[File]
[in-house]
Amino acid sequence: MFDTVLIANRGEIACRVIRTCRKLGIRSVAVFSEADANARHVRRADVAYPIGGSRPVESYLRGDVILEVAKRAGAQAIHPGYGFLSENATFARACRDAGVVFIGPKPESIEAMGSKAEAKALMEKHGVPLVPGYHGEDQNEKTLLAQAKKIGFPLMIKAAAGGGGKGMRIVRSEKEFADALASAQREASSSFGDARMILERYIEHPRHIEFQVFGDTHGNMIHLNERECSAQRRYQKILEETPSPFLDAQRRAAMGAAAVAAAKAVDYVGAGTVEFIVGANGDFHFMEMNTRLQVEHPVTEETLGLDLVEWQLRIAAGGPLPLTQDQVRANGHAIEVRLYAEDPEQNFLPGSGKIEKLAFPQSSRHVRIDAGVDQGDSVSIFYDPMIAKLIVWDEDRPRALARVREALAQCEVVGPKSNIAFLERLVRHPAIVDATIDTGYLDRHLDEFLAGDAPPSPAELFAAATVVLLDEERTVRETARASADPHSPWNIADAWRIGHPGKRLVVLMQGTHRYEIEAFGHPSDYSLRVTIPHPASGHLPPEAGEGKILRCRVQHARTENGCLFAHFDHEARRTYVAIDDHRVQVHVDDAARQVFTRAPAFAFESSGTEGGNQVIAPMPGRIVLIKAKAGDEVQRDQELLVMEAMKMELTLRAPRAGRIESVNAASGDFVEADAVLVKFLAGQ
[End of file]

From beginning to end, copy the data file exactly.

[in-house]
Amino acid sequence: MFDTVLIANRGEIACRVIRTCRKLGIRSVAVFSEADANARHVRRADVAYPIGGSRPVESYLRGDVILEVAKRAGAQAIHPGYGFLSENATFARACRDAGVVFIGPKPESIEAMGSKAEAKALMEKHGVPLVPGYHGEDQNEKTLLAQAKKIGFPLMIKAAAGGGGKGMRIVRSEKEFADALASAQREASSSFGDARMILERYIEHPRHIEFQVFGDTHGNMIHLNERECSAQRRYQKILEETPSPFLDAQRRAAMGAAAVAAAKAVDYVGAGTVEFIVGANGDFHFMEMNTRLQVEHPVTEETLGLDLVEWQLRIAAGGPLPLTQDQVRANGHAIEVRLYAEDPEQNFLPGSGKIEKLAFPQSSRHVRIDAGVDQGDSVSIFYDPMIAKLIVWDEDRPRALARVREALAQCEVVGPKSNIAFLERLVRHPAIVDATIDTGYLDRHLDEFLAGDAPPSPAELFAAATVVLLDEERTVRETARASADPHSPWNIADAWRIGHPGKRLVVLMQGTHRYEIEAFGHPSDYSLRVTIPHPASGHLPPEAGEGKILRCRVQHARTENGCLFAHFDHEARRTYVAIDDHRVQVHVDDAARQVFTRAPAFAFESSGTEGGNQVIAPMPGRIVLIKAKAGDEVQRDQELLVMEAMKMELTLRAPRAGRIESVNAASGDFVEADAVLVKFLAGQ